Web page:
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Education & Curriculum

From the early 1900’s to the 1950’s, the Mi’kmaq were largely absent from authorized programs of study and prescribed textbooks. When they were mentioned, images were those of “vanishing Canadians” or “savage warriors”. With the advent of multiculturalism in the 1970’s, there was a shift towards depictions of the Mi’kmaq as the “exotic other” or figures of fantasy with significant errors or distortions created by non-Indigenous research and perspectives of non-Mi’kmaw writers.  

The emphasis in education on facts about ‘traditional’ Mi’kmaq cultural practices and livelihoods has largely been confined to either social studies or language arts.  Dawning awareness of systemic racism in the 70’s and 80’s saw a shift towards measures aimed at accommodating Mi’kmaw learners beginning in the 1990’s, especially in the province of Nova Scotia and New Brunswick. While the provinces in the Atlantic region have each created at length bibliographies of Mi’kmaq resources, these have not all been cleared by Mi’kmaq people as being accurate and dependable sources for learning about and with Mi’kmaw learners. Mi’kmaw voice, for example, as “protestors of injustice” or advancing new perspectives of Mi’kmaq peoples has emerged in the last few decades and this section offers to teachers, both Mi’kmaq and non-Aboriginal, a look at Mi’kmaq history of schooling and curricula, and Mi’kmaq perspectives dealing with Mi’kmaq learning, schooling, and teaching as well as current research from non-Mi’kmaq about the policies, language, instruction and pedagogy, including decolonizing anti-colonial anti-racist perspectives of educators.

The authors in this collection offer fresh perspectives about contemporary curricula, critical perspectives about the abscences and ommissions of Aboriginal peoples in educational curricula, and books and materials that have been authored and/or co-authored by Mi'kmaq about their lives, their history and the place Mi'kmaq people should have in affecting their destiny.

 
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Law

Mi’kmaw law is based on the understanding that things in life are interconnected, known to many Mi’kmaq as “Netukulimk”. This law describes the rights and responsibilities of the Mi’kmaq with...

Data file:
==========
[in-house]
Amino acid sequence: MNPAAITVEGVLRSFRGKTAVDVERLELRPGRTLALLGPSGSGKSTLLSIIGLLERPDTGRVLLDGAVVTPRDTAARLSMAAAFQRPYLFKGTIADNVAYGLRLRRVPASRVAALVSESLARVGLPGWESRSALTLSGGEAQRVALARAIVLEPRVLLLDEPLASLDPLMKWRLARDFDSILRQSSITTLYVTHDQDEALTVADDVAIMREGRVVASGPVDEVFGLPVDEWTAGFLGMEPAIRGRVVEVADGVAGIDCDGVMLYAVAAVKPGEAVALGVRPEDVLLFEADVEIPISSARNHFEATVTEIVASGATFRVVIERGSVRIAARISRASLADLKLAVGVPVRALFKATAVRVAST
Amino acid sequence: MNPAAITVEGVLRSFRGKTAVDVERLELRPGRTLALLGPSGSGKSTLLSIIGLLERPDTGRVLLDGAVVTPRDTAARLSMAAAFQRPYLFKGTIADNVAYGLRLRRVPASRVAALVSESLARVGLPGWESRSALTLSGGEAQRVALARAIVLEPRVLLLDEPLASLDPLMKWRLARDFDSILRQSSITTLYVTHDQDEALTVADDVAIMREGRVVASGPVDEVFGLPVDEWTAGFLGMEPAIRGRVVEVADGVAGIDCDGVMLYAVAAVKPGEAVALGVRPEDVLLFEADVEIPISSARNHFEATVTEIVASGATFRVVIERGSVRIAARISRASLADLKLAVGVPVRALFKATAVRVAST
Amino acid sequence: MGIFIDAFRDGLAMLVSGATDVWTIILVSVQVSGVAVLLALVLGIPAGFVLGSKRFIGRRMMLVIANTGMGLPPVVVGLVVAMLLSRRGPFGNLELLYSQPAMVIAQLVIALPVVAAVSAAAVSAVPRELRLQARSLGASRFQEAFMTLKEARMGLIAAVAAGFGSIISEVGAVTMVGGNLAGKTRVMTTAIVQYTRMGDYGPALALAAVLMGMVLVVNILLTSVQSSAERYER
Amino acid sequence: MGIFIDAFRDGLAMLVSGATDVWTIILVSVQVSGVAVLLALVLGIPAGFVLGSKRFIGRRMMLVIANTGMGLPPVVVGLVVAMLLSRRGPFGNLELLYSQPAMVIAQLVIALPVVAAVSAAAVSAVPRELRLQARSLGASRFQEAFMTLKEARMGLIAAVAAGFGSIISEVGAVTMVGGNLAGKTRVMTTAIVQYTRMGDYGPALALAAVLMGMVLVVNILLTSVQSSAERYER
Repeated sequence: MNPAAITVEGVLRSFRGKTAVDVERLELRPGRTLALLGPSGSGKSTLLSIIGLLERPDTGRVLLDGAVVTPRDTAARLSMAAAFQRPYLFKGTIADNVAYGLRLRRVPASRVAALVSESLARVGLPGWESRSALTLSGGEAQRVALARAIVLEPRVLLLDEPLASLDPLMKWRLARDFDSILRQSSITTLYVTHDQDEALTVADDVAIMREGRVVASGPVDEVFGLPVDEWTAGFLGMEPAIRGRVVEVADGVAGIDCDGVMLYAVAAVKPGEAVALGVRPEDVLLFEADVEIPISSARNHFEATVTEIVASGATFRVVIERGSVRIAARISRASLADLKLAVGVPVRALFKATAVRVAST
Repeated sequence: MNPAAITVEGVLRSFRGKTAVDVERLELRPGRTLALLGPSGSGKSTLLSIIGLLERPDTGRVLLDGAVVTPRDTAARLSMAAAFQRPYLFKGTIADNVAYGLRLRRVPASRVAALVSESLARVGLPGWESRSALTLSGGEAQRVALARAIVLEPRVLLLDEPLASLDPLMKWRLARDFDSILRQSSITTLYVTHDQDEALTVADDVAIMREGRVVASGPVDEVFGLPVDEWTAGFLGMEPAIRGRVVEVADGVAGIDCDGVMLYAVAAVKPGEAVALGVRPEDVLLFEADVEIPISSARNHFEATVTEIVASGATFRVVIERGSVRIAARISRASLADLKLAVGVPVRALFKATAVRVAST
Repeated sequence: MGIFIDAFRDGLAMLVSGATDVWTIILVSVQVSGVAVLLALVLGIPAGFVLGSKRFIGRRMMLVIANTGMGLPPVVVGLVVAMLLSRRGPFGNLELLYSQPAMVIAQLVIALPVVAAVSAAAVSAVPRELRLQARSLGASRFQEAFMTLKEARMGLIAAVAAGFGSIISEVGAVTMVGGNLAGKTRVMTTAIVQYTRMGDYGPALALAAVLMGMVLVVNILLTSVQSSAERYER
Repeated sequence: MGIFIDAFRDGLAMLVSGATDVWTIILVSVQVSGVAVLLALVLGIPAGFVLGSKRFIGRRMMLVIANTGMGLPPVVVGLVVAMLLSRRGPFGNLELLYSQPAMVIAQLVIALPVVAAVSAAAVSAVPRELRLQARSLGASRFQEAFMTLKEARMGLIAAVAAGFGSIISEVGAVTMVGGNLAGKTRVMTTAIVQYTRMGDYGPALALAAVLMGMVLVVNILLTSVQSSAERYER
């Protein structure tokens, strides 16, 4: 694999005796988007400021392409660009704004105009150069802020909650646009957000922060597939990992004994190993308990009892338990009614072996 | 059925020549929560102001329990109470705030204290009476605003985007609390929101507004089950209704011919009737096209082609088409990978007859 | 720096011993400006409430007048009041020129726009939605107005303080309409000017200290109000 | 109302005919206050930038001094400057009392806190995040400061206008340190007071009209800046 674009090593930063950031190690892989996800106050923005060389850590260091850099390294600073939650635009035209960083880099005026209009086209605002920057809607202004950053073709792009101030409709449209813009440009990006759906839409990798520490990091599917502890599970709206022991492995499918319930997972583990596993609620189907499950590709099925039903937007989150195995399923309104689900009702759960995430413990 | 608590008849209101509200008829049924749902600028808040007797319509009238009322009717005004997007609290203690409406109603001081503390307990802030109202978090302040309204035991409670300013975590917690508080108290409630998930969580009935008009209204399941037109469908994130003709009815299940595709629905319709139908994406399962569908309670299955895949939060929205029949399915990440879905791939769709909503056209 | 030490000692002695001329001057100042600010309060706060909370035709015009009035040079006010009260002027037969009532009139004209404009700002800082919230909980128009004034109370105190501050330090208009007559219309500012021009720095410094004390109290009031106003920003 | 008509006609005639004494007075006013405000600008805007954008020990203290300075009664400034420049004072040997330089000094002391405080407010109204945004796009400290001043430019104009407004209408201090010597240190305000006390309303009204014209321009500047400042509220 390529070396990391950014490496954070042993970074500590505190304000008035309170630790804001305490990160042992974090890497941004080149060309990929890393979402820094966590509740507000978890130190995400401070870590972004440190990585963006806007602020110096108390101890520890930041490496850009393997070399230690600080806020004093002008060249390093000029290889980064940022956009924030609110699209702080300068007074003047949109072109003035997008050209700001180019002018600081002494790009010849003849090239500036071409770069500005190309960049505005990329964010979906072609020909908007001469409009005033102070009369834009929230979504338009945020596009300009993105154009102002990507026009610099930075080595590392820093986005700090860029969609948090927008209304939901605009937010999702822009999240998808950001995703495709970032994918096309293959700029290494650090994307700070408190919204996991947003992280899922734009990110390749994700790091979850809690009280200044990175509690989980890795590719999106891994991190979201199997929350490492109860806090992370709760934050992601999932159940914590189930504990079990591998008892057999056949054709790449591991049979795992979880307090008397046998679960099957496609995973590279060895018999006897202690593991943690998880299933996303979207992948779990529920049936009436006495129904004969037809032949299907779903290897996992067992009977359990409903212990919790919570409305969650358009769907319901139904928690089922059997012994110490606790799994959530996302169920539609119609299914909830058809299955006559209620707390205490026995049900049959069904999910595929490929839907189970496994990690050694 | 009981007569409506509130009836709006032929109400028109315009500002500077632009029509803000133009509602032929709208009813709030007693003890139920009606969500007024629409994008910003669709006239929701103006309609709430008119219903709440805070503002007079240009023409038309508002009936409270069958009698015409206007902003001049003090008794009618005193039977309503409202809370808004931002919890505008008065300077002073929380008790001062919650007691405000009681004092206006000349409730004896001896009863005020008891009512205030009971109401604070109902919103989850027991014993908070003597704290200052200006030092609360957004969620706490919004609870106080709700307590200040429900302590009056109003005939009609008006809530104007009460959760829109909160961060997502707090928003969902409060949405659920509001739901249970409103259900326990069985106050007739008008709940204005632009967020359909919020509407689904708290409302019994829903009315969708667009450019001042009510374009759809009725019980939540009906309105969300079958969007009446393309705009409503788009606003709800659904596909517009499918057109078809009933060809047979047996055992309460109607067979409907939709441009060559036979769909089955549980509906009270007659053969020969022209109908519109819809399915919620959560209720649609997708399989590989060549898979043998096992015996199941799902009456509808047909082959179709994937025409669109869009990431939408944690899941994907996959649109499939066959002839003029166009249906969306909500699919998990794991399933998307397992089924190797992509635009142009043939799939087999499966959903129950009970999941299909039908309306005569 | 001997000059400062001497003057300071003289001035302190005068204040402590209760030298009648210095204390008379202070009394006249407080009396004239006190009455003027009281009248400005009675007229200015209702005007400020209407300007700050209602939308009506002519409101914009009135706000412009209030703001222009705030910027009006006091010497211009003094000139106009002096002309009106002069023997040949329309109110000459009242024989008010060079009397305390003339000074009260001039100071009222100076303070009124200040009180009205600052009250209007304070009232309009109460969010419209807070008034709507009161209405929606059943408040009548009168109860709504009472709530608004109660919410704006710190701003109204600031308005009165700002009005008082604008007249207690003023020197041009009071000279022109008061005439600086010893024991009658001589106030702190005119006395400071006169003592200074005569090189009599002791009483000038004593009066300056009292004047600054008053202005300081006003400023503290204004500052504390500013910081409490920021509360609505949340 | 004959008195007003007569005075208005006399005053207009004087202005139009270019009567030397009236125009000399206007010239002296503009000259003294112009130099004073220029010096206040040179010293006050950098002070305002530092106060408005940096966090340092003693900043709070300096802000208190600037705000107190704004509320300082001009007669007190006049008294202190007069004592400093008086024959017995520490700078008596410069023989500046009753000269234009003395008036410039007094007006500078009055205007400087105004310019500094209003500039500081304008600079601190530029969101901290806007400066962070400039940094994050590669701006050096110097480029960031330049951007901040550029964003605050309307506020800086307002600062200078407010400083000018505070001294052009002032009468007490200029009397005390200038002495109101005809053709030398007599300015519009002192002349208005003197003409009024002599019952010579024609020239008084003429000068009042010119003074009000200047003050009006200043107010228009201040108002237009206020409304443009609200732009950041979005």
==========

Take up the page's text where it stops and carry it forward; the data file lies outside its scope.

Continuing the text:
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Every institution of higher learning has developed a course of studies called the humanities that has been core to education. Contextually, philosophy, religion, history, languages, literatures...

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Mi’kmaq peoples have had a long relationship with the Holy Roman Empire and the Catholic Church. Father Christian LeClerq found in his journeys among Mi’kmaq in the mid to late 1600’s a people...

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Mi’kmaq ingenuity and creativity has been a well-documented aspect of Mi’kmaq life in Atlantic museums and beyond. Whether it is how they built their canoes, or wigwams, or beaded the coats they...

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The Mi’kmaw language is an important and integral part of the culture and world view of the Mi’kmaq.  Through our language, our way of seeing our life is...

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Mi’kmaw storytelling has been an integral part of Mi’kmaw way of life. Mi’kmaw elders and leaders and parents have provided each generation with the required prerequisite knowledge, know-how,...

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The Mi’kmaq resided in, and for a considerable time after the onset of the Europeans, a civilization where respect for the good works of the Great Spirit was its...

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From the early 1900’s to the 1950’s, the Mi’kmaq were largely absent from authorized programs of study and prescribed textbooks. When they were mentioned, images were those of “vanishing Canadians...

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Mi’kmaq people have lived in multiple places throughout the Atlantic region of Canada and along the coastal regions of the United States. Their Mi’kmaq knowledge is understood as the collective...

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